Looking for something new to spice up your routine? Well, here are six of the best ab blasting movements you should start including in your program. Keep in mind that it’s important to rotate the movements and the order you perform them, change up your reps/supersets, and modify the workout in any way you can every four weeks to keep your body guessing.
Hanging Leg Lift
Good: 10 lifts per side
Great: 20 lifts per side
Grab a pull up bar (or jump into a captain’s chair) and make sure that, when you’re hanging, you relax your legs so they can fully extend directly beneath you. Next, contract your abs from the hang, as if you’re trying to tuck your tail bone under you, and use that continued contraction to lift your legs. To finish the rep, make sure you lower your legs slowly enough that they don’t cause you to swing. If your legs do swing (and it happens to everyone sometimes), just slow things down until you get the proper form.
Good: 20 lifts per side, with no weight
Great: 20 lifts per side, with a 15 lbs weight
To start, sit down on the floor and find a position where you can balance with your torso as high as possible while holding your legs off the ground in front of you. Obviously, you’ll need some serious ab engagement to hold this position so make sure you maintain that tightness as you prepare to execute this movement. Once you’re in position, rotate as far to each side as possible. Use your obliques to pull you from side to side, as well as your abs to keep yourself balanced in a quasi-v seated position.
Good: 10 lifts
Great: 10 lifts at half the speed
Start by lying down on a bench or on the floor and put something behind you to anchor your body to. You can also use the leg of a power rack to give you a comfortable, stable grip. Curl your knees into your chest and then press them up in the air as straight and as high as you can. From here, slowly lower your legs down to the floor in front of you, while maintaining as much straightness in your legs and back as possible by bracing and resisting gravity with your abs.
Side Plank – Hip Lift
Good: 15 lifts
Great: 25 lifts
To start this move, assume a side plank position with your feet stacked and your upper body supported on your elbow and forearm. Make sure that your body is as straight and rigid as possible. Next, relax your obliques enough to reach down to the floor with your bottom hip and then retighten your core to pull your hips back up in line with the rest of your body. Focus on ensuring that just about all of the movement in this exercise comes from your hips.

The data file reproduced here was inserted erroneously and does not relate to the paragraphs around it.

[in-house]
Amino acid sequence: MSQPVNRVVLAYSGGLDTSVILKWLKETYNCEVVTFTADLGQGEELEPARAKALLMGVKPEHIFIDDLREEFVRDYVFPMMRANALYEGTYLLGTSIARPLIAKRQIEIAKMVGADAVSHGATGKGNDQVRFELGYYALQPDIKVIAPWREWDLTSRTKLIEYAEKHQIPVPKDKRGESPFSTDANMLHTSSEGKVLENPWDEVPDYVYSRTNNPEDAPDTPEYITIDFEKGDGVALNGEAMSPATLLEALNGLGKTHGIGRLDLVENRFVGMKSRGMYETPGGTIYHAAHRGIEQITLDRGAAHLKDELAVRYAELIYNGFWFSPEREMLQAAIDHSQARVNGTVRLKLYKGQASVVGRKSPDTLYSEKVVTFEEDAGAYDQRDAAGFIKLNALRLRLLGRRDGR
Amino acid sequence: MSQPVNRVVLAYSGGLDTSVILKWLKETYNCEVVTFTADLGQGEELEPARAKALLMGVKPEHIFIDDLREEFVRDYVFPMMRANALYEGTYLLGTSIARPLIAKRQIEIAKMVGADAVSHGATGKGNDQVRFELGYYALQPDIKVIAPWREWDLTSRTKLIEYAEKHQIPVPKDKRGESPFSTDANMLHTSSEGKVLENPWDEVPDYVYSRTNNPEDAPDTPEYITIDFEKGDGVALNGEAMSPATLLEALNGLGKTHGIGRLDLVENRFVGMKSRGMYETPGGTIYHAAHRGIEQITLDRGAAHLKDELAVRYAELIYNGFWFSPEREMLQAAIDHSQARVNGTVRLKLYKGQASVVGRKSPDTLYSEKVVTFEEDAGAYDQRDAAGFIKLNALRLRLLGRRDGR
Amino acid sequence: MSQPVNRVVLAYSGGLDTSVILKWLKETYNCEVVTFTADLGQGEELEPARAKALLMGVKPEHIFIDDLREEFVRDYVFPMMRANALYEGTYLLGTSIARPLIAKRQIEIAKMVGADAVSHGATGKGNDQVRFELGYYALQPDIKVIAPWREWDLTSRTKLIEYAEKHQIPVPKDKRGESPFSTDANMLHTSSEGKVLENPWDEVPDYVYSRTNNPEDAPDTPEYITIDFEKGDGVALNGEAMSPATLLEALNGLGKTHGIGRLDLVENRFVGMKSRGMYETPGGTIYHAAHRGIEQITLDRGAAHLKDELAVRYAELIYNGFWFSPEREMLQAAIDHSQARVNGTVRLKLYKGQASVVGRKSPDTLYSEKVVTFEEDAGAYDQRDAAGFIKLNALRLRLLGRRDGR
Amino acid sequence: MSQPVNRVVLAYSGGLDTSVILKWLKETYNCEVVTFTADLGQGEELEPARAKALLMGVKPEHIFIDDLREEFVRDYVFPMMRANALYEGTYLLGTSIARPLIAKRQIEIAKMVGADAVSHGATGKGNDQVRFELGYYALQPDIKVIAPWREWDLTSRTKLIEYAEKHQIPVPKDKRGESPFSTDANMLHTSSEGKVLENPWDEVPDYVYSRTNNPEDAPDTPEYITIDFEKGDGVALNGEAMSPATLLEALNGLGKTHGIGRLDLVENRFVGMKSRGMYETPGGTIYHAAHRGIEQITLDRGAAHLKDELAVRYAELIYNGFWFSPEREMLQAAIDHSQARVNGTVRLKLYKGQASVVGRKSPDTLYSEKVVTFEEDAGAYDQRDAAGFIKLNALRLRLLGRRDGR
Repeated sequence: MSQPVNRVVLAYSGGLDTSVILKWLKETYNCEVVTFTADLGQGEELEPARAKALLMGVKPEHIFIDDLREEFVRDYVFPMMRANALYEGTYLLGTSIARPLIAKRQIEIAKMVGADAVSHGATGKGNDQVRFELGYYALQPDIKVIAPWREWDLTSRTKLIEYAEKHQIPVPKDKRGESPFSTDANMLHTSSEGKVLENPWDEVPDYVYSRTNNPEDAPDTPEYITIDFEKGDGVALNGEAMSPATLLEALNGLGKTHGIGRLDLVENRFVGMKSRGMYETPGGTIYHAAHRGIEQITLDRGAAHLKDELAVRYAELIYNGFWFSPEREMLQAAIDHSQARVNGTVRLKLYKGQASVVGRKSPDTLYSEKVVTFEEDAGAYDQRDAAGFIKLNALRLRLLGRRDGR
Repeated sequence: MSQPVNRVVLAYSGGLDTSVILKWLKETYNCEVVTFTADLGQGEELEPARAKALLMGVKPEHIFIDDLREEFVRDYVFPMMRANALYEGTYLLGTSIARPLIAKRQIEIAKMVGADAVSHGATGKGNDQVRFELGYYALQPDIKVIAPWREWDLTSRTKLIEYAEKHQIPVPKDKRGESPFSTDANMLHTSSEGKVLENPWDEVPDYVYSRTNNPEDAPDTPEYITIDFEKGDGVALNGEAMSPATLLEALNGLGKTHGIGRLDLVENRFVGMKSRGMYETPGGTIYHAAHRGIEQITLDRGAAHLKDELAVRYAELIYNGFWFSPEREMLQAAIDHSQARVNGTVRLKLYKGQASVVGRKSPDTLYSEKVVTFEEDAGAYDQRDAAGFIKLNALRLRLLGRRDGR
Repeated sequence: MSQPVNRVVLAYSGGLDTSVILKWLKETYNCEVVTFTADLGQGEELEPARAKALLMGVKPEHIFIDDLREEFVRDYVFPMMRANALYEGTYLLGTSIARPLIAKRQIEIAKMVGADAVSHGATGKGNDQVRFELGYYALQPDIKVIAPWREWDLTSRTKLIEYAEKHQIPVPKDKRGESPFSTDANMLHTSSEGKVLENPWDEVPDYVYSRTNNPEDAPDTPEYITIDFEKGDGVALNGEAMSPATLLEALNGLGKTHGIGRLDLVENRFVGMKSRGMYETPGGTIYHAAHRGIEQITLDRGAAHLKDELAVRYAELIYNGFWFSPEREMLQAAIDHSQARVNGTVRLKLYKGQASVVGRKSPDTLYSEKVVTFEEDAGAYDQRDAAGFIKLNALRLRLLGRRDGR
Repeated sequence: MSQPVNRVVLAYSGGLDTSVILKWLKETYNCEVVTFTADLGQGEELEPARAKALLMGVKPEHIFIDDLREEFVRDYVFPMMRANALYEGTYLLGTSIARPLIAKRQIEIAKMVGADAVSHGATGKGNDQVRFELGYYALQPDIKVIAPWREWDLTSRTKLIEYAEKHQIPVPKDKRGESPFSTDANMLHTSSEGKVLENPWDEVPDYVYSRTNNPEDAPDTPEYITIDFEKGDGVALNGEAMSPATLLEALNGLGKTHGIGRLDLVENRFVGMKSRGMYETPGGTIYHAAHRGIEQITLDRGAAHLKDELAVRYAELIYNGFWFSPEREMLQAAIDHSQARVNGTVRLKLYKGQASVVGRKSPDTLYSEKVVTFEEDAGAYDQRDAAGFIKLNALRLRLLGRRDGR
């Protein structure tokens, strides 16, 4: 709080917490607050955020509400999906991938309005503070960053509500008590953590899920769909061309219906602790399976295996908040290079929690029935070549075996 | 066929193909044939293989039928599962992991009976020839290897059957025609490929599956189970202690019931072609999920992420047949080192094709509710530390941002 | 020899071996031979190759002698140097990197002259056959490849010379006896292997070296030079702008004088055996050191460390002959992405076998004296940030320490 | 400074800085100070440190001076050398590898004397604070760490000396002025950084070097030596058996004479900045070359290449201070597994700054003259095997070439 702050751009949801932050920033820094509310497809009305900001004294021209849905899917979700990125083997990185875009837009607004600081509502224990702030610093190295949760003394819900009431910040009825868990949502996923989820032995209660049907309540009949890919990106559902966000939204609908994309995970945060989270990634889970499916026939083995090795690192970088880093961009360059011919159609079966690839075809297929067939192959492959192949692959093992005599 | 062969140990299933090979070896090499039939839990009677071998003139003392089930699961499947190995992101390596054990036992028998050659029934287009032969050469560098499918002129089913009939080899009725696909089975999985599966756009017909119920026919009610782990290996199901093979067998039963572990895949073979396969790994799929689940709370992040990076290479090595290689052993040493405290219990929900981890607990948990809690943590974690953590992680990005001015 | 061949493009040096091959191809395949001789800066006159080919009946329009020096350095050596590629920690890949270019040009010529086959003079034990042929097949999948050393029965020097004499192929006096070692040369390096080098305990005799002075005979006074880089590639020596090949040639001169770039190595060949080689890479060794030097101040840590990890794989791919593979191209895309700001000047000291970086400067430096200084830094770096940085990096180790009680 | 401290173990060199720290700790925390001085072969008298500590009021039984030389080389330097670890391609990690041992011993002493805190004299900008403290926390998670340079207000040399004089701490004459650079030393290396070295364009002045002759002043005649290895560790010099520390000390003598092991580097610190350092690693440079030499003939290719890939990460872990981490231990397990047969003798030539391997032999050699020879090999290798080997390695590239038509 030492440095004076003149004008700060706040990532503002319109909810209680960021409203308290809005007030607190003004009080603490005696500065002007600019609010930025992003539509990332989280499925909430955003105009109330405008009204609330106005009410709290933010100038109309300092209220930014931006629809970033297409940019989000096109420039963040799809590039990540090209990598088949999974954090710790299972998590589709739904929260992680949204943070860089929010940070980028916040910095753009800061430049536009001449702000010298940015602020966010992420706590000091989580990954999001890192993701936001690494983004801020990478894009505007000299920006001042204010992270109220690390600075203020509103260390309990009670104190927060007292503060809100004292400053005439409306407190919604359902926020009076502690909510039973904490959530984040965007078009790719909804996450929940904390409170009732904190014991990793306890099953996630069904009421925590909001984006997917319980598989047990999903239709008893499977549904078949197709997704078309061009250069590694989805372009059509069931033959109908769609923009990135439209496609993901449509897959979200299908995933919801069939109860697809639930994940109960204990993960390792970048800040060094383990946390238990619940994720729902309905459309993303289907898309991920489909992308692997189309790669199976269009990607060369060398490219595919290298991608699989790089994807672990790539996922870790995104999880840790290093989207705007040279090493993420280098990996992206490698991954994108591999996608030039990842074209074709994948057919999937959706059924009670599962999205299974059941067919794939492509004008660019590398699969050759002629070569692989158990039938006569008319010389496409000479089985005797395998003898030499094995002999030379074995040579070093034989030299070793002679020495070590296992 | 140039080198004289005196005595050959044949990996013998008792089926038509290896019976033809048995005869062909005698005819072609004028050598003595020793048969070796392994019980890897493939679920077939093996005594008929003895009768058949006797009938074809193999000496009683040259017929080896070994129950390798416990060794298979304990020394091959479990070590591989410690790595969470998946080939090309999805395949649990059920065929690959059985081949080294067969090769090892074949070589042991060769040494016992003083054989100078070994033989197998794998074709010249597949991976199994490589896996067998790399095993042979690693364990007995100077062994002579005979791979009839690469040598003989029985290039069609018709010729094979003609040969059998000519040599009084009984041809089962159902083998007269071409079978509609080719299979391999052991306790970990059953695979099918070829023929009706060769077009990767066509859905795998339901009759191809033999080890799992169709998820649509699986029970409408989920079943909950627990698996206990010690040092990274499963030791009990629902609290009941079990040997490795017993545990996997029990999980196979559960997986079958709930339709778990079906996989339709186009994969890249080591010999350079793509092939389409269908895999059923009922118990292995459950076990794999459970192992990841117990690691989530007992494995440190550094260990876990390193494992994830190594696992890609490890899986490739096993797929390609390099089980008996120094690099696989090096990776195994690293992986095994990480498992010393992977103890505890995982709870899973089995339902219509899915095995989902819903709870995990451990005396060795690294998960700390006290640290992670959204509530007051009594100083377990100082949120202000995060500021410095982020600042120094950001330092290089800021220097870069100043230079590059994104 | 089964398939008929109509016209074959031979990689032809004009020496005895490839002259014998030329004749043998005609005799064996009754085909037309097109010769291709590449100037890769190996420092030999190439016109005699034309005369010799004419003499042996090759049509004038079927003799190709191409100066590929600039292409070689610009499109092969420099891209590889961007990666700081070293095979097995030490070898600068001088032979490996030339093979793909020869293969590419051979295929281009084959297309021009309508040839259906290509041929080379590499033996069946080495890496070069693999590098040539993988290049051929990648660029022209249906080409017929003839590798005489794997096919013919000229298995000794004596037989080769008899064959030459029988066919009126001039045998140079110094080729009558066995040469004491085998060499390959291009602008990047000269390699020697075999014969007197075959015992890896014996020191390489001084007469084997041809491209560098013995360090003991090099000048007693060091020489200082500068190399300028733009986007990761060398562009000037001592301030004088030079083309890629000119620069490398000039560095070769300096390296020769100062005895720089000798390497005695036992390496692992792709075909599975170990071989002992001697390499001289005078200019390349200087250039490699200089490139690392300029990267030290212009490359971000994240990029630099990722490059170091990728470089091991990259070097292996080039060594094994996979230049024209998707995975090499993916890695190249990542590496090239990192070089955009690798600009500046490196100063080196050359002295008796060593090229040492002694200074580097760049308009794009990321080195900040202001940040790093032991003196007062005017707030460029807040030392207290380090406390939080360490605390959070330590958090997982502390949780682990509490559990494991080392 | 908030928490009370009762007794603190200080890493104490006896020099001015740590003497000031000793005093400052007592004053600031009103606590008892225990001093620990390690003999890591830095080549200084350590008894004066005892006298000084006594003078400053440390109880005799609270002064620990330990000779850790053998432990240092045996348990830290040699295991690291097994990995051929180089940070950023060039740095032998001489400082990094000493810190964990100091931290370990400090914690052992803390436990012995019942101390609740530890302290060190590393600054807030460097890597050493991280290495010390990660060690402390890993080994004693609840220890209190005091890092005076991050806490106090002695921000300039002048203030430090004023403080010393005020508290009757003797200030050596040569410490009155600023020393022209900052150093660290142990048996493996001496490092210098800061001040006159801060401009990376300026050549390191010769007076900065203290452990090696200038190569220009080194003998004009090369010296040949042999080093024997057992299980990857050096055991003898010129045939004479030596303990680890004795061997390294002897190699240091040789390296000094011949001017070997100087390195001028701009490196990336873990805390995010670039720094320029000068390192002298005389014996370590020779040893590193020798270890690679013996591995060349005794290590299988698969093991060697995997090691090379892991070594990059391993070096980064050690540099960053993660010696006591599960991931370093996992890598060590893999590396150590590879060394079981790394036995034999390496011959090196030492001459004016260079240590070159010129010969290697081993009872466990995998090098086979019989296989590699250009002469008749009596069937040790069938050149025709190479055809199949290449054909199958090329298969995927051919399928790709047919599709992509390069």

Good: 10 lifts
Great: 20 lifts
Start with your knees on the ground, your hands on the wheel, and your ribcage flexed down towards your hips as if you were doing a crunch. From this position, slowly roll out forward, while ensuring that the wheel, your shoulders, and your hips all move at the same time and at the same distance. Roll forward as far as you can and as long as you can maintain the rib down position. You’ll be tempted to pull your ribs up as you go, but try to use your abs to make sure this doesn’t happen!
Good: 20 reps at 20% of your bodyweight
Great: 20 reps at 30% of your bodyweight
Start by using a landmine or any corner brace on one side of the bar and then lift the opposite side with any plates you need loaded on the end you’re lifting. Stand up tall with the bar in both hands in front of you so that it’s standing on one end at a 45-degree angle. Keeping your core braced tight, rotate the bar in a semi-circle in front of you from one hip to the other. Ensure that brace your abs and crunch into your obliques to initiate the movement in the bar. Also, avoid using momentum or your legs while performing this exercise.
Bonus Core Challenge!
Hollow Body Hang
In the mood for something extra? This deceptively easy movement only requires some rings and a stopwatch. All you have to do is jump up to the top position of a dip, flex your abs to hold a hollow body position, in which your feet are slightly in front of you, your back is slightly rounded, and your abs are extremely flexed, and hold it.
The key to this movement is maintaining complete tightness and stillness from your toes to the top of your head. You might find that your core, triceps, or even your upper back give out on you first. One thing is for sure, though: as time progresses, so will your results in everything else you do!